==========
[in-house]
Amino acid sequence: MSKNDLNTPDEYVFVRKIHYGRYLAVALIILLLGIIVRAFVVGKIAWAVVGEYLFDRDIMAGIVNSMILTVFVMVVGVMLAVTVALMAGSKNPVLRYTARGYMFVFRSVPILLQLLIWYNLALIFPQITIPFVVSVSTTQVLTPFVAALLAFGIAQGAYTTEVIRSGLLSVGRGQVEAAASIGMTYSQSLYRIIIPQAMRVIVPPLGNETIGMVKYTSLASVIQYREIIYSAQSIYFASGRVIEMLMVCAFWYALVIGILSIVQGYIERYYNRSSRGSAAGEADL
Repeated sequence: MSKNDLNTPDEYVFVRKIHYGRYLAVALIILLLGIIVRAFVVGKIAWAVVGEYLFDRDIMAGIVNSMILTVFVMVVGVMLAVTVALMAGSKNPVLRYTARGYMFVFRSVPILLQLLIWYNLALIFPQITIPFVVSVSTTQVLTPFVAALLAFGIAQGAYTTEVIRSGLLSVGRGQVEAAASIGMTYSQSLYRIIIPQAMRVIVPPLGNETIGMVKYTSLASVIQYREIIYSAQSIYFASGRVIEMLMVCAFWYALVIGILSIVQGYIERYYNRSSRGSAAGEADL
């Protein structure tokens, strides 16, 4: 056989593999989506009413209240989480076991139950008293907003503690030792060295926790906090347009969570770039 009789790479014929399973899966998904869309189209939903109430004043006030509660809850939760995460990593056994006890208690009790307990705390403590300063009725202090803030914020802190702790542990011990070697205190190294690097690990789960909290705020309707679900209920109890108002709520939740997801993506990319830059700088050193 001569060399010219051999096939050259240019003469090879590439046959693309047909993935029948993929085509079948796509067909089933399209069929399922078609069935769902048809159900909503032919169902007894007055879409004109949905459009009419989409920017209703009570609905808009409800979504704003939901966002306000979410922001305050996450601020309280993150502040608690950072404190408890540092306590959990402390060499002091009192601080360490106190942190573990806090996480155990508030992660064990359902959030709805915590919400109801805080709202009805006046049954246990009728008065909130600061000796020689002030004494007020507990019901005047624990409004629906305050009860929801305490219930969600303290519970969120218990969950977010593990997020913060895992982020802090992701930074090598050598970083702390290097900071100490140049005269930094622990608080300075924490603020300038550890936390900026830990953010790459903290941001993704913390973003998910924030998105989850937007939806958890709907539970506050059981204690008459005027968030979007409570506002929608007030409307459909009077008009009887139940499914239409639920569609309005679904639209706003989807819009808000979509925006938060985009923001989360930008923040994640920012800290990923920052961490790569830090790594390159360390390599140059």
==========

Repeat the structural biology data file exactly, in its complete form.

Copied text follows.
[in-house]
Amino acid sequence: MSKNDLNTPDEYVFVRKIHYGRYLAVALIILLLGIIVRAFVVGKIAWAVVGEYLFDRDIMAGIVNSMILTVFVMVVGVMLAVTVALMAGSKNPVLRYTARGYMFVFRSVPILLQLLIWYNLALIFPQITIPFVVSVSTTQVLTPFVAALLAFGIAQGAYTTEVIRSGLLSVGRGQVEAAASIGMTYSQSLYRIIIPQAMRVIVPPLGNETIGMVKYTSLASVIQYREIIYSAQSIYFASGRVIEMLMVCAFWYALVIGILSIVQGYIERYYNRSSRGSAAGEADL
Repeated sequence: MSKNDLNTPDEYVFVRKIHYGRYLAVALIILLLGIIVRAFVVGKIAWAVVGEYLFDRDIMAGIVNSMILTVFVMVVGVMLAVTVALMAGSKNPVLRYTARGYMFVFRSVPILLQLLIWYNLALIFPQITIPFVVSVSTTQVLTPFVAALLAFGIAQGAYTTEVIRSGLLSVGRGQVEAAASIGMTYSQSLYRIIIPQAMRVIVPPLGNETIGMVKYTSLASVIQYREIIYSAQSIYFASGRVIEMLMVCAFWYALVIGILSIVQGYIERYYNRSSRGSAAGEADL
């Protein structure tokens, strides 16, 4: 056989593999989506009413209240989480076991139950008293907003503690030792060295926790906090347009969570770039 009789790479014929399973899966998904869309189209939903109430004043006030509660809850939760995460990593056994006890208690009790307990705390403590300063009725202090803030914020802190702790542990011990070697205190190294690097690990789960909290705020309707679900209920109890108002709520939740997801993506990319830059700088050193 001569060399010219051999096939050259240019003469090879590439046959693309047909993935029948993929085509079948796509067909089933399209069929399922078609069935769902048809159900909503032919169902007894007055879409004109949905459009009419989409920017209703009570609905808009409800979504704003939901966002306000979410922001305050996450601020309280993150502040608690950072404190408890540092306590959990402390060499002091009192601080360490106190942190573990806090996480155990508030992660064990359902959030709805915590919400109801805080709202009805006046049954246990009728008065909130600061000796020689002030004494007020507990019901005047624990409004629906305050009860929801305490219930969600303290519970969120218990969950977010593990997020913060895992982020802090992701930074090598050598970083702390290097900071100490140049005269930094622990608080300075924490603020300038550890936390900026830990953010790459903290941001993704913390973003998910924030998105989850937007939806958890709907539970506050059981204690008459005027968030979007409570506002929608007030409307459909009077008009009887139940499914239409639920569609309005679904639209706003989807819009808000979509925006938060985009923001989360930008923040994640920012800290990923920052961490790569830090790594390159360390390599140059």